Korean Air Boeing 787. Image source: Nick Sheeder

MIAMI – Seoul Central District Court yesterday ruled in favor of the merger of Korean Air (KE) and Asiana Airlines (OZ). The decision will make the acquisition easier.

Last month, KE was set to buy its biggest rival for ₩1.8tn. Due to the pandemic, both airlines were making losses. The merger was an “inevitable decision according to Kim Sang-do, the Korean Deputy Minister for Civil Aviation.

Korean Air Boeing 787 Picture source: Luca Flores / @luca_at_lax

The Court Case


Three shareholders of KE-parent Hanjin Kal sued as they feared that the stock placement would dilute their stakes. Also, they believed that it would benefit Walter Cho, the Chairman of Hanjin Kal and CEO of KE.

The deal includes that Korean Development Bank (KDB), which is the main creditor of OZ would inject ₩800bn to Hanjin Kal. If the Court decided in favour of the demandants, it would mean the collapse of the merger. In that case, KDB should have inejcted more money to avoid OZ’s demise.

The Court ruled that the share sale’s purpose is the merger of the two airlines. They don’t believe that the KDB’s hanjin Kal investment would change the shareholding structure in contrary to the demandants’ fears.

Cho Yang-Ho and Walter Cho at the first Boeing 787 Delviery. Source. Boeing / Korean Air

Family Issues


The demandant alliance included Walter’s sister, Heather Cho in addition to Bando and Korea Corporate Governance Improvement fund. The three parties take up to 45,2% Hanjin Kal shares. They wanted Hanjin Kal to sell non-core parts. The group granted the wish and promised extra transparency in the management.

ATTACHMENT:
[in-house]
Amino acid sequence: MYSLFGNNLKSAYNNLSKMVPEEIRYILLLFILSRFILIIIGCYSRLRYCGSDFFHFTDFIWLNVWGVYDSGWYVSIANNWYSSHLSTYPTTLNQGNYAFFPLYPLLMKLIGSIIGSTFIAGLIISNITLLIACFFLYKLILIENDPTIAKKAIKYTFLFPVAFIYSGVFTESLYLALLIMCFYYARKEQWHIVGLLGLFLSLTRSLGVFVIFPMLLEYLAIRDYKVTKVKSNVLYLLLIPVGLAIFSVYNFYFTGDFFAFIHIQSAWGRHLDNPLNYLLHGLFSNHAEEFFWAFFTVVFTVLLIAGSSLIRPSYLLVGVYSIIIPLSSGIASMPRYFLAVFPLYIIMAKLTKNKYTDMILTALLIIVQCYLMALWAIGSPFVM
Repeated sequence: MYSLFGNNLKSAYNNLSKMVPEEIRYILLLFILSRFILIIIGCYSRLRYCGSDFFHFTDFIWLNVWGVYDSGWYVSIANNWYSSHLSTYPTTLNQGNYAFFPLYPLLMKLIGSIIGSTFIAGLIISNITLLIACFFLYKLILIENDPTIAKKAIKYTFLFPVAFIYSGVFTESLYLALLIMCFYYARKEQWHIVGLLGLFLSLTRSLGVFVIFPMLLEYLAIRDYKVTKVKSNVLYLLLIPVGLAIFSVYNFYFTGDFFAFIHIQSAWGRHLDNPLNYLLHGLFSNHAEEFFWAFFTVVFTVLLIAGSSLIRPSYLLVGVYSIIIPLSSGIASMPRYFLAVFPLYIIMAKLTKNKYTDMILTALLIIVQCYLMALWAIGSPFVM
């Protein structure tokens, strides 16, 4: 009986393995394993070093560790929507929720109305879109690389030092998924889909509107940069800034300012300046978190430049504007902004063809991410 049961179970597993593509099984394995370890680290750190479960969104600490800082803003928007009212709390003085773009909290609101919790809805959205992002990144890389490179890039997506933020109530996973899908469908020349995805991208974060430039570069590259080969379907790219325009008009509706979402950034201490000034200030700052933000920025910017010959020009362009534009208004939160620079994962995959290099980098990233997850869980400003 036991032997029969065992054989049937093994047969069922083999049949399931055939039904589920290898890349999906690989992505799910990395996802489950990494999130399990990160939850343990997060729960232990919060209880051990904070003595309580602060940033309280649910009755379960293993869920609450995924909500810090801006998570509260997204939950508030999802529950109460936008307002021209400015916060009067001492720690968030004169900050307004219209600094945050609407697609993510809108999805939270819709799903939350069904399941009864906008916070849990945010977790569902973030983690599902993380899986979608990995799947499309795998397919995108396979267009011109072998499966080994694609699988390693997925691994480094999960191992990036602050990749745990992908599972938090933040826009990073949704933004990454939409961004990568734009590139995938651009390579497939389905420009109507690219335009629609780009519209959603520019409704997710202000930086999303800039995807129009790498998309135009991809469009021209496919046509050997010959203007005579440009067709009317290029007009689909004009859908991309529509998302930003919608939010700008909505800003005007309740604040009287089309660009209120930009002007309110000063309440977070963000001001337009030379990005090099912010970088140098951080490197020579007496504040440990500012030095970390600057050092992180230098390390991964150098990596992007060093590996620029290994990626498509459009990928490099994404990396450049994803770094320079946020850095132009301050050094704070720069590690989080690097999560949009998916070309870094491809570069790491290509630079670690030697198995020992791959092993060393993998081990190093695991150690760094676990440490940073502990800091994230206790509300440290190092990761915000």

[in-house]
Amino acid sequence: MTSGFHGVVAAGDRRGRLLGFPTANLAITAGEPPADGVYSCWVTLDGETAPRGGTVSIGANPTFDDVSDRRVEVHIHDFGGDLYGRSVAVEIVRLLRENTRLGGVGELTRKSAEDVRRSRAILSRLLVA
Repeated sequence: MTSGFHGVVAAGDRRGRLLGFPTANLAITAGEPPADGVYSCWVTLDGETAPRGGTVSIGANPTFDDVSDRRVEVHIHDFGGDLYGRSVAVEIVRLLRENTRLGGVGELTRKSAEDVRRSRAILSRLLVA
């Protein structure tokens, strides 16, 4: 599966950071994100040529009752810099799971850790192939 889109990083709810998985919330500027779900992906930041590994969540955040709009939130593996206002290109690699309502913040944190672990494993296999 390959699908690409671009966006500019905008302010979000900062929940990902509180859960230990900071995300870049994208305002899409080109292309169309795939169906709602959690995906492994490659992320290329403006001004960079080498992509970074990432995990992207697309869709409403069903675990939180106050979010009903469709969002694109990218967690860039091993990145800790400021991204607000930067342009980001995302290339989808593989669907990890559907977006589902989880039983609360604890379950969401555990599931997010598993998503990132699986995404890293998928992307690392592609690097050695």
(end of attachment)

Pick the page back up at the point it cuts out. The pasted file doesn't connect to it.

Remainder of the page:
Korean Air had suffered scandals previously because of Heather Cho and her father. In 2014, she ordered a flight back to the gate in New York (JFK), because she was dissatisfied with how the Flight Attendants served nuts. She assaulted and ordered the Chief FA off the plane. She was convicted and served five months in prison.

Their dad, Cho Yang-Ho was ousted from KE in 2018 following controversies. His younger daughter, Emily allegedly threw a drink at two people on a business meeting. The involved attendees did not want to sue Emily. Yang-Ho also had a company, which through KE brokered aircraft equipment and duty-free goods, making plus money for him. He died last April in the US, aged 70.

Walter Cho climbed through managerial positions and became Chairman following the death of his father. He is also a member of IATA and Chairman of SkyTeam Alliance Board.


Featured mage source: Nick Sheeder

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